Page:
Nutritional Needs of Young Children (Age 5-10)
Children should be carefully fed so as to maintain and encourage good growth and meet their energy needs. Side by side, physical exercise should be promoted, as well as drinking plenty of plain water. The child should run and play outdoors for at least an hour every day, if possible.
Regular growth assessment is helpful in maintaining adequate dietary intake and physical growth.
Young children are extremely active, but eat little at a time. They should receive a lot of high-energy foods, such as carbohydrates in the form of whole-grain cereals, full-fat dairy or soy milk, vegetable oils, fruits (two servings) and vegetables in boiled, baked, steamed or sautéed form (three servings). A little butter is also helpful in adding energy for their needs.
Children between 5-10 years need about 1,500 to 2,000 kilocalories a day from their food.
Choosing Foods for Children
Foods for children should contain some from each of the five food groups, the amount depending on the age, physical growth and level of activity of the child.
- Vegetables: plenty of colored vegetables of different types, leafy and non-leafy– one serving is half a cup of cooked vegetables or legumes, and one cup of raw salad vegetables: 5-6 servings of fruits and vegetables should be offered every day
- Fruits of a variety of types – one serving is one medium piece or one cup of diced/canned fruit without sugar, two small fruits, such as plums, or an ounce of dry fruits
- Whole grains, as grains or flour, such as breads, pasta, oats and cereals – a serving being a bread slice/scone/muffin or half a cup of cooked cereal, pasta or rice: 4-6 servings a day
- Proteins, such as lean meat, poultry, eggs and fish, tofu, nuts and seeds, and legumes (peas, beans and pulses) – a serving is about 100 g raw meats/fish, two eggs, 170 g tofu, ¾ cup cooked legumes: 1-2 servings a day
- Milk/milk products including curds and cheese are excellent sources of healthy fat and protein – a single serving is 40 g cheese, a cup of milk or soy milk (the latter with added calcium), 200 g yogurt: 2-4 servings a day
- Fiber is excellent in helping to avoid constipation and promote a feeling of fullness, but too much is counterproductive
Plenty of water should be given to all children. Milk can be used as a contribution to morning and afternoon tea. Snacks should be appealing and nutritious, such as small amounts of freshly cut brightly colored vegetable sticks with delicious hummus or tomato ketchup (without added sugar or salt).
All food meant for children should be prepared and stored with excellent hygiene and flavor, without too much heat or spice.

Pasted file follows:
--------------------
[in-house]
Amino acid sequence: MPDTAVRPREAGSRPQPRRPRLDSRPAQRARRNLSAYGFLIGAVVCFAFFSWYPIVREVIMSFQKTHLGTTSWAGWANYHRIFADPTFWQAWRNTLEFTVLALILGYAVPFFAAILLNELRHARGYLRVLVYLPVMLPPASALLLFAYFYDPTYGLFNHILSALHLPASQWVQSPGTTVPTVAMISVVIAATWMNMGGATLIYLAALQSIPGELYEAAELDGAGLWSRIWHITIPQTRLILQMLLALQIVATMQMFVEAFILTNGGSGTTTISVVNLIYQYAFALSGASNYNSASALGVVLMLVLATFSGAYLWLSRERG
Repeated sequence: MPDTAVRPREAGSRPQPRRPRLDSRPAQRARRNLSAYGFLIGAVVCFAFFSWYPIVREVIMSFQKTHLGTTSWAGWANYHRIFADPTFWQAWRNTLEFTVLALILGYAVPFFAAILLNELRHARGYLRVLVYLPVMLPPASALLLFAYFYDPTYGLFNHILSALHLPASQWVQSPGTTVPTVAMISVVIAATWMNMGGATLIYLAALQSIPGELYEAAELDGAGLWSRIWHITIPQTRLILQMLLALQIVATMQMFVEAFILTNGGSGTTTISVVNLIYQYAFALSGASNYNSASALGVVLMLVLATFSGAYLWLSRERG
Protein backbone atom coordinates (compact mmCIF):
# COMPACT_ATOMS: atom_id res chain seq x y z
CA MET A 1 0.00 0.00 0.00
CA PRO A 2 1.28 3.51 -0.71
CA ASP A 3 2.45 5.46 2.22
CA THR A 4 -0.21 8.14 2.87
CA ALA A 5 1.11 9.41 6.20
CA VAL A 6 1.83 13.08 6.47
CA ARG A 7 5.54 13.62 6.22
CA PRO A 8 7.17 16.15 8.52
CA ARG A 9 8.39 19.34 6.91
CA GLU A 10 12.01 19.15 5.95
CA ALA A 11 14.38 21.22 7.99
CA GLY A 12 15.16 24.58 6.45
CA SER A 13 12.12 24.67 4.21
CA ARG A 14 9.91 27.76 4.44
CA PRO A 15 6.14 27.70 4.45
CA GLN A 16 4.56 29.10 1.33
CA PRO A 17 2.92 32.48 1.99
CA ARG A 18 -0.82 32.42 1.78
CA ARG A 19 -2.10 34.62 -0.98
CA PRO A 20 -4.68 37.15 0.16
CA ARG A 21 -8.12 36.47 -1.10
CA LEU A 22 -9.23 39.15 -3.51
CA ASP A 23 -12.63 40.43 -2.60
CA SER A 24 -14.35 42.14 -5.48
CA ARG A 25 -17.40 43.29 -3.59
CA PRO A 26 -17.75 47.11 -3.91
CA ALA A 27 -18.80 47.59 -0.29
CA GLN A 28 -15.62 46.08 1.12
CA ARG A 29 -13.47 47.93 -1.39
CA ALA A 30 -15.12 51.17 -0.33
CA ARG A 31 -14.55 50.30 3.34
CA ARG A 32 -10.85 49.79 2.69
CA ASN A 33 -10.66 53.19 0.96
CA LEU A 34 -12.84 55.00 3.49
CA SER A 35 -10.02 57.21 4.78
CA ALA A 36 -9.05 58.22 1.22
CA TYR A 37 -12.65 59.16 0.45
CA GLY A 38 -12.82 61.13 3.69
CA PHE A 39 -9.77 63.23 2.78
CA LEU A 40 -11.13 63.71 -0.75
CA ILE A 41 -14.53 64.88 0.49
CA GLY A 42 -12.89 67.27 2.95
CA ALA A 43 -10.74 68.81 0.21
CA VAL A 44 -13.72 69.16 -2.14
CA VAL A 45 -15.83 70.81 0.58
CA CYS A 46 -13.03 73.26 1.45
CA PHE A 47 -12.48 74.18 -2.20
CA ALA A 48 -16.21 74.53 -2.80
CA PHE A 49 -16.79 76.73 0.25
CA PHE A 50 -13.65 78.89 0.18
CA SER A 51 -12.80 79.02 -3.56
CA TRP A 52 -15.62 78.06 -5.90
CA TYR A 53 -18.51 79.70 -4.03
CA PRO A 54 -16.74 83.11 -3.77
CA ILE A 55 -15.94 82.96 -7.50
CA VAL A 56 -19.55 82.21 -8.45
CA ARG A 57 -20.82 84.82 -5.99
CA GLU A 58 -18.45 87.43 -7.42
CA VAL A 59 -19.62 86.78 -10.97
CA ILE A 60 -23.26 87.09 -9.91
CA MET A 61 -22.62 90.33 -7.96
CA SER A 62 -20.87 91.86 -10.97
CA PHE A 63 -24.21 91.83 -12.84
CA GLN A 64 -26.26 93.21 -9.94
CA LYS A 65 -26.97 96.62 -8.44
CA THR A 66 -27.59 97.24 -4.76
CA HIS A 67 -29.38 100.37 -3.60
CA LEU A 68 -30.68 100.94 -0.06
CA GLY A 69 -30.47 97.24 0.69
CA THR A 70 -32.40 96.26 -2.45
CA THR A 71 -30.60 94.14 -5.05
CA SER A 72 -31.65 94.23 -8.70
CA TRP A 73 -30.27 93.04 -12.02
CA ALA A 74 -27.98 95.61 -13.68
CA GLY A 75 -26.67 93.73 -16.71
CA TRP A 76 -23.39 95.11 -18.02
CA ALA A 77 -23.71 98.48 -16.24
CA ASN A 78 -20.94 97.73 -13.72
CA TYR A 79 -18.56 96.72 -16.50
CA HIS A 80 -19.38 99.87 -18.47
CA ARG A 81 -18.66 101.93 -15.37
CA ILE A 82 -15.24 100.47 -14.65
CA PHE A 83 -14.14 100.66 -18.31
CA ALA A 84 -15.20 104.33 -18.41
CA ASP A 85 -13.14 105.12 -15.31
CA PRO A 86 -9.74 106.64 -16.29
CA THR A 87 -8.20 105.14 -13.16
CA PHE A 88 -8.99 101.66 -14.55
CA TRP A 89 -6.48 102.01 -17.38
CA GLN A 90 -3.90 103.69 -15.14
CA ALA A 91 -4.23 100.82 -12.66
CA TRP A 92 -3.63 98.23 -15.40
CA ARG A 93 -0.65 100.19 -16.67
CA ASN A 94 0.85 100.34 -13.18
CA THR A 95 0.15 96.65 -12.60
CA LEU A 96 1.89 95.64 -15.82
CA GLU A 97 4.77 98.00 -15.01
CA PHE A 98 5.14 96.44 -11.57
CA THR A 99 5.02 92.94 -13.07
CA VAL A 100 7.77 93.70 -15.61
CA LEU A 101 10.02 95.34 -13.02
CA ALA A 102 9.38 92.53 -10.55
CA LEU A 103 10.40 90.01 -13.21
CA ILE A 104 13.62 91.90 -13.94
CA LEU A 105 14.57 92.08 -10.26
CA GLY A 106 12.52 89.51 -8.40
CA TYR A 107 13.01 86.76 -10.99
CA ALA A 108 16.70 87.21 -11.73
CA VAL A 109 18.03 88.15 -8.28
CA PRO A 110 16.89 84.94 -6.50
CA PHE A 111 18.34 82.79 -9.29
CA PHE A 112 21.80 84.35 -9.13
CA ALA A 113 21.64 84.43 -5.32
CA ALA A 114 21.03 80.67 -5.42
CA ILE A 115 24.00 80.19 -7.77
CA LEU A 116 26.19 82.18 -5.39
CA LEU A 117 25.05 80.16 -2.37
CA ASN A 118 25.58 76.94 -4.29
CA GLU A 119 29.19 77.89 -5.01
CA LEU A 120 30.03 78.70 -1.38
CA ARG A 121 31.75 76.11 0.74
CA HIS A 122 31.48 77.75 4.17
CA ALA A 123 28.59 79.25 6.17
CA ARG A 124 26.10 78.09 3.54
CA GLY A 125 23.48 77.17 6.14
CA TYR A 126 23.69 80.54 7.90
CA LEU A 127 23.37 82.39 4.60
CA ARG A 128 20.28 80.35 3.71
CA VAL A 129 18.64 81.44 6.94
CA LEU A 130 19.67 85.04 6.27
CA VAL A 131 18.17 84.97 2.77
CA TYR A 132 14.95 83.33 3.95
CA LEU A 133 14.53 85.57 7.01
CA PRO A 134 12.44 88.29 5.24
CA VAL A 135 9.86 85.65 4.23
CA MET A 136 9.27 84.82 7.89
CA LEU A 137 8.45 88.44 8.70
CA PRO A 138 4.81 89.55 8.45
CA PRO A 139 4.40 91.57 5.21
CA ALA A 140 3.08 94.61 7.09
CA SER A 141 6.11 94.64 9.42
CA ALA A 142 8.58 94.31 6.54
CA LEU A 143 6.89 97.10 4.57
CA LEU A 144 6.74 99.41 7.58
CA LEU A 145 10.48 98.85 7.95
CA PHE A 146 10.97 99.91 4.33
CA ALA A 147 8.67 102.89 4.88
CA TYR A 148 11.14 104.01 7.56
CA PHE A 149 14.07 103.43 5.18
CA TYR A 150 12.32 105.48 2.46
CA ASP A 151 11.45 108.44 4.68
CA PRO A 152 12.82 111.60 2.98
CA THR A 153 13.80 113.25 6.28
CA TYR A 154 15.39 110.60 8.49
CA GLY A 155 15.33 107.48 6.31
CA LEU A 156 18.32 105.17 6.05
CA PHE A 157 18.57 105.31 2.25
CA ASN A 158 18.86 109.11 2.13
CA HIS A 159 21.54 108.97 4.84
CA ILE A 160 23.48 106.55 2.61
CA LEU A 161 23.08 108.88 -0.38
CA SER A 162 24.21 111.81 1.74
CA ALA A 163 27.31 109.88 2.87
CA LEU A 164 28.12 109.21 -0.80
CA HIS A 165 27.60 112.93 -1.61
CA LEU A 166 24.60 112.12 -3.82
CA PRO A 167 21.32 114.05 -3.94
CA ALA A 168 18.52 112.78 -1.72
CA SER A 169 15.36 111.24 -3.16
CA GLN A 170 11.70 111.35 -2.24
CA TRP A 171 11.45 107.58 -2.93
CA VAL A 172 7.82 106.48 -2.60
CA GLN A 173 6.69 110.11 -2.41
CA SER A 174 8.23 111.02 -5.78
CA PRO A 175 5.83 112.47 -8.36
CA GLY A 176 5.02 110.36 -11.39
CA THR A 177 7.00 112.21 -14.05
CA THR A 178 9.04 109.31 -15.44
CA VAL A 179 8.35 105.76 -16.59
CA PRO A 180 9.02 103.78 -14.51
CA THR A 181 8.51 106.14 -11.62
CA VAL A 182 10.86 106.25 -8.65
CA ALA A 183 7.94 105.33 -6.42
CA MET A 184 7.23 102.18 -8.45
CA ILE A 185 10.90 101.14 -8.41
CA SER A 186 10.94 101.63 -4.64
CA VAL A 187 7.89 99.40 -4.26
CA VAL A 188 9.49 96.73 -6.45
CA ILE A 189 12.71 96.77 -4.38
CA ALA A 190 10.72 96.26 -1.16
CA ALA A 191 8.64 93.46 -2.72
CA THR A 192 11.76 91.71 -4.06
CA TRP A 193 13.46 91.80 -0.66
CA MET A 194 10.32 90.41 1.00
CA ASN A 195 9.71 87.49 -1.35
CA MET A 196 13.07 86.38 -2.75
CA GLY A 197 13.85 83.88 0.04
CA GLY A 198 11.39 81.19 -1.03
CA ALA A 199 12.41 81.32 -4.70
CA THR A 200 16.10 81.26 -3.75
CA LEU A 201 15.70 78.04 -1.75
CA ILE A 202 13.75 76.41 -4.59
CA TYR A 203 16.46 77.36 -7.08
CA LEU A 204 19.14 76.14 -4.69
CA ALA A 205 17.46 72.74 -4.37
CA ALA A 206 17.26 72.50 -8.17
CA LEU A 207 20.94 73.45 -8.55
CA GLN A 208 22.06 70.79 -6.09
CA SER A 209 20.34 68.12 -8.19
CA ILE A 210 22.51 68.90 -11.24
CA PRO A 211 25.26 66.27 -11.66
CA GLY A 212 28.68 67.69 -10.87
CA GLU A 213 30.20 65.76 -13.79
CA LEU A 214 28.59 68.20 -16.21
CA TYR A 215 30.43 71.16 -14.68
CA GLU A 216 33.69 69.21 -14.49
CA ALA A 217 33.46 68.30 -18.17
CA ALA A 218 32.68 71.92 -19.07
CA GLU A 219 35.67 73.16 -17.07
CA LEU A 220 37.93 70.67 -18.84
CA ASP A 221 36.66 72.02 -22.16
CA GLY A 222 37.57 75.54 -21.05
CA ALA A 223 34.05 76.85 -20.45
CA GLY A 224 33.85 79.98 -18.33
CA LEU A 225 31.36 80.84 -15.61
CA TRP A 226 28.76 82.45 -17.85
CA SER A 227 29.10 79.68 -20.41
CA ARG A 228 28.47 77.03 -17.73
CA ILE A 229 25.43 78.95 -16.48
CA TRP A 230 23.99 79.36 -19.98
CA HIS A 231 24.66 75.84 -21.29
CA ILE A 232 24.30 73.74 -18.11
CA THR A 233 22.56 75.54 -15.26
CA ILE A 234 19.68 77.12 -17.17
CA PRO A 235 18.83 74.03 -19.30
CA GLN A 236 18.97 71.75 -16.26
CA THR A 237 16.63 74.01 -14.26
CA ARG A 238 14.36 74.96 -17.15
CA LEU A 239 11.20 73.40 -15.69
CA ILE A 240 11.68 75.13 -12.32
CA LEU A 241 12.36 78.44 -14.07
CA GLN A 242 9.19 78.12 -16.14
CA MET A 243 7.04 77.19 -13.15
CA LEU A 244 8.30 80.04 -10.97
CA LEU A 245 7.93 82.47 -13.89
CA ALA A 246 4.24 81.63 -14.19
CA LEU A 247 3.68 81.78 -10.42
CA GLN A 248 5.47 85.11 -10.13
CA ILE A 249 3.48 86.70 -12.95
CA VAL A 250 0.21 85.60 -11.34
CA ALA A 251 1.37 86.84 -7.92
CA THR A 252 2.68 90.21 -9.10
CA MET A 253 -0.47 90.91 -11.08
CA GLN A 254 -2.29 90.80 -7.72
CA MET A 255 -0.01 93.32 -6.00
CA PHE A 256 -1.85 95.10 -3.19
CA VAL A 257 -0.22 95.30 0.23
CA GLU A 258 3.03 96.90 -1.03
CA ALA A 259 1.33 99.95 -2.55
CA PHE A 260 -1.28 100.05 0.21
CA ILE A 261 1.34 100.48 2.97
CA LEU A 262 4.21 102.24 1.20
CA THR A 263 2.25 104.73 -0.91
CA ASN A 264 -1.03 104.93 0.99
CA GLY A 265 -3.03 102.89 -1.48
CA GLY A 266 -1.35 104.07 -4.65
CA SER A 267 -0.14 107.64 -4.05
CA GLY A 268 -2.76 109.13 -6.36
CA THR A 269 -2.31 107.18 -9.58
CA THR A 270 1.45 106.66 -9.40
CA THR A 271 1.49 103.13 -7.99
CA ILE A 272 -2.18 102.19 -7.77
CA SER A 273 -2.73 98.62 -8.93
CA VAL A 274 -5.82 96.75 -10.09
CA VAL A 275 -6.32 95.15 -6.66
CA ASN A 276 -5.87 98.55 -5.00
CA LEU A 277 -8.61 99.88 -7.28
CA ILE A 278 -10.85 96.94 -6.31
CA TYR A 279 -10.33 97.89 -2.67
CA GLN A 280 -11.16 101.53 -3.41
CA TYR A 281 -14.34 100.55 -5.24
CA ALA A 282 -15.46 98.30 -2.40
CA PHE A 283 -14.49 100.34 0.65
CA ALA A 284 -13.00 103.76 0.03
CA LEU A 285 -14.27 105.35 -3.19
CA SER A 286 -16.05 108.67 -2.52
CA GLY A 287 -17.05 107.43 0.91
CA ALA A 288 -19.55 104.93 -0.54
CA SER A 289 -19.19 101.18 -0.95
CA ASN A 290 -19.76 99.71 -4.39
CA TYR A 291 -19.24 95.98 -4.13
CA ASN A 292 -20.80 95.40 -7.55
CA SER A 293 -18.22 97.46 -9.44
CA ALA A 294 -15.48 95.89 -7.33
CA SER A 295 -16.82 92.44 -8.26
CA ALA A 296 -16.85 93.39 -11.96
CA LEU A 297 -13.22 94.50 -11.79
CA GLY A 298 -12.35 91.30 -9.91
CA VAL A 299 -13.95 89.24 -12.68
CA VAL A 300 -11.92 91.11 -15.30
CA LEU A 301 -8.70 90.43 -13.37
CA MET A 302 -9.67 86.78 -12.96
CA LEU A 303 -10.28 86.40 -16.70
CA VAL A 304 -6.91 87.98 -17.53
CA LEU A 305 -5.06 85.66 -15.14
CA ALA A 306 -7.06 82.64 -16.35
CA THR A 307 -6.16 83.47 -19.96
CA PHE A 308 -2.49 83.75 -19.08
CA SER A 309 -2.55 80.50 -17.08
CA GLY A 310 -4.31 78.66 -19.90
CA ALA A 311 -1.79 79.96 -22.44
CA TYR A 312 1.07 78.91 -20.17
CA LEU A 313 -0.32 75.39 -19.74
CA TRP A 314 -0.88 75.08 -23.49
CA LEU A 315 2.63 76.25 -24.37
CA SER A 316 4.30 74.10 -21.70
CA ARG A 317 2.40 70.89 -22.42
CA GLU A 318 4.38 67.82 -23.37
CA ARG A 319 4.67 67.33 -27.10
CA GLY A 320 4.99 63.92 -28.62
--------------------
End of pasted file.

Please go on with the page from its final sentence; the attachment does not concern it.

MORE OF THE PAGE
Discretionary foods are to be added to the diet only on occasion and in small quantities. These include unnecessary sources of saturated fats, sugars and salt, such as cakes, desserts and processed foods.
How to Encourage Healthy Eating Habits
- Eating together as a family
- Enjoying foods from all these groups as often as possible to help children imitate the example of older siblings and parents
- Encouraging them to help select healthy colored fruits, vegetables, and healthy meats or other foods during grocery shopping
- Letting them help with food preparation especially from the vegetable and pulses group
- Preparing tasty soups and broths, which pack a lot of fiber and nutrition into a form that is easily edible and looks appealing
- Stocking fruits rather than fruit juice and chews, and cold water rather than soda or other sweetened drinks
- Starting the day off with a good breakfast
- Sharing interesting information about how foods are grown and how they reach the local market
- Encourage active outdoors play or work before or between meals for at least an hour a day
Vegetarian Diets for Children
A family with vegetarian tastes should take care to make sure the diet of children in the family is adequate to support physical and mental growth and development. It must provide sufficient energy, iron and other essential minerals and vitamins, to promote healthy bone and brain growth.
Fats from healthy sources must be present to enable the absorption of fat-soluble nutrients, such as vitamins A, E and D. Milk and milk products, or soy milk and soy products, should be a daily part of the diet, as should legumes.
Each meal should include a serving of lentils, nuts or other leguminous protein, such as baked beans, chickpeas, hummus, nut butters and curries. Pulses need to be cooked completely to facilitate good digestion and reduce bowel gas formation.
- All Diet Content
- Low Calorie and Very Low Calorie Diets
- Diabetic Diet
- DASH Diet for High Blood Pressure
- High Protein Diet
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Thomas, Liji. (2019, February 26). Nutritional Needs of Young Children (Age 5-10). News-Medical. Retrieved on January 18, 2021 from https://www.news-medical.net/health/Nutritional-Needs-of-Young-Children-(Age-5-10).aspx.
Thomas, Liji. "Nutritional Needs of Young Children (Age 5-10)". News-Medical. 18 January 2021. <https://www.news-medical.net/health/Nutritional-Needs-of-Young-Children-(Age-5-10).aspx>.
Thomas, Liji. "Nutritional Needs of Young Children (Age 5-10)". News-Medical. https://www.news-medical.net/health/Nutritional-Needs-of-Young-Children-(Age-5-10).aspx. (accessed January 18, 2021).
Thomas, Liji. 2019. Nutritional Needs of Young Children (Age 5-10). News-Medical, viewed 18 January 2021, https://www.news-medical.net/health/Nutritional-Needs-of-Young-Children-(Age-5-10).aspx.